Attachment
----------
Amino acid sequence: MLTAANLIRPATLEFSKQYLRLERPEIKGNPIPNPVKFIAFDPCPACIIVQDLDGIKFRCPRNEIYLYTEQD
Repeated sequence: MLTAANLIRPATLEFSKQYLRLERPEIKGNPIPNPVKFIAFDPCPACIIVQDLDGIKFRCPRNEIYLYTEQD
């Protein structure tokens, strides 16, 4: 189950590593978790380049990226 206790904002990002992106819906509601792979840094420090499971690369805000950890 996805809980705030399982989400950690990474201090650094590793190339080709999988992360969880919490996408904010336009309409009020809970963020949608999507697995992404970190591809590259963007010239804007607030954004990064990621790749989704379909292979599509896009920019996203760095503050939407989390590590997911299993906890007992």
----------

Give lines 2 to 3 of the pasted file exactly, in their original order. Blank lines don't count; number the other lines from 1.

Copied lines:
Repeated sequence: MLTAANLIRPATLEFSKQYLRLERPEIKGNPIPNPVKFIAFDPCPACIIVQDLDGIKFRCPRNEIYLYTEQD
């Protein structure tokens, strides 16, 4: 189950590593978790380049990226 206790904002990002992106819906509601792979840094420090499971690369805000950890 996805809980705030399982989400950690990474201090650094590793190339080709999988992360969880919490996408904010336009309409009020809970963020949608999507697995992404970190591809590259963007010239804007607030954004990064990621790749989704379909292979599509896009920019996203760095503050939407989390590590997911299993906890007992």